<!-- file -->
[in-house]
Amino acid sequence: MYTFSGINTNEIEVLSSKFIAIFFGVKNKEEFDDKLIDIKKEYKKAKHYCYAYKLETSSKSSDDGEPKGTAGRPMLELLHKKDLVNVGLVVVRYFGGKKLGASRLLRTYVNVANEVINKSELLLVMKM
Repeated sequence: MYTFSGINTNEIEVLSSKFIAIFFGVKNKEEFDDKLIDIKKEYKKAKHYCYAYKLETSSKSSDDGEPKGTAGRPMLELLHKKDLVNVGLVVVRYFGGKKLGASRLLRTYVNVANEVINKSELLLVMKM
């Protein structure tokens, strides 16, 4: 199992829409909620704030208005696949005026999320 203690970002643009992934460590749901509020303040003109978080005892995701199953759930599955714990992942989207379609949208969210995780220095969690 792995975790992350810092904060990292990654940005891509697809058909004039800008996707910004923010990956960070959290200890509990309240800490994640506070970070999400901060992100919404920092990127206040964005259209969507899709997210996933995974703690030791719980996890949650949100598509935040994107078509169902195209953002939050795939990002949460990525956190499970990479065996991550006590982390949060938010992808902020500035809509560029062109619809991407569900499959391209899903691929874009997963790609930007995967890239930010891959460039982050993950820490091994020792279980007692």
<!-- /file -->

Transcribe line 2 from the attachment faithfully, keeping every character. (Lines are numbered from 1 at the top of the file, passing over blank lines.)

Amino acid sequence: MYTFSGINTNEIEVLSSKFIAIFFGVKNKEEFDDKLIDIKKEYKKAKHYCYAYKLETSSKSSDDGEPKGTAGRPMLELLHKKDLVNVGLVVVRYFGGKKLGASRLLRTYVNVANEVINKSELLLVMKM